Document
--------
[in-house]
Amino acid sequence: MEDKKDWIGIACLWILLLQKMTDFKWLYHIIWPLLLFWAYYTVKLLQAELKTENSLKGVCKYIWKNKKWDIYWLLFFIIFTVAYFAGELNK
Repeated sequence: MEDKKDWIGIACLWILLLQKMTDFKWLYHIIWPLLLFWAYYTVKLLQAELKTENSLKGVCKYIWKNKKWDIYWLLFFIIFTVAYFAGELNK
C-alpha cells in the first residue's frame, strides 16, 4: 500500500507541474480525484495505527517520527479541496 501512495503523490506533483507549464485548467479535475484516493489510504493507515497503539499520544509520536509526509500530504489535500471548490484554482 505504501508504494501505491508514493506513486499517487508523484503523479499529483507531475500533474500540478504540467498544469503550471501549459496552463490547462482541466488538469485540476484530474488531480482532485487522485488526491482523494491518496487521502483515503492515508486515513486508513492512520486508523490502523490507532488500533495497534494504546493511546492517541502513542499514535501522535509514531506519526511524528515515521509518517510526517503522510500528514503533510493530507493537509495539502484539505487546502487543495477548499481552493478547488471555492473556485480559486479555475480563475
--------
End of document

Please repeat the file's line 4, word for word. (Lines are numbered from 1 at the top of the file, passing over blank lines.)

C-alpha cells in the first residue's frame, strides 16, 4: 500500500507541474480525484495505527517520527479541496 501512495503523490506533483507549464485548467479535475484516493489510504493507515497503539499520544509520536509526509500530504489535500471548490484554482 505504501508504494501505491508514493506513486499517487508523484503523479499529483507531475500533474500540478504540467498544469503550471501549459496552463490547462482541466488538469485540476484530474488531480482532485487522485488526491482523494491518496487521502483515503492515508486515513486508513492512520486508523490502523490507532488500533495497534494504546493511546492517541502513542499514535501522535509514531506519526511524528515515521509518517510526517503522510500528514503533510493530507493537509495539502484539505487546502487543495477548499481552493478547488471555492473556485480559486479555475480563475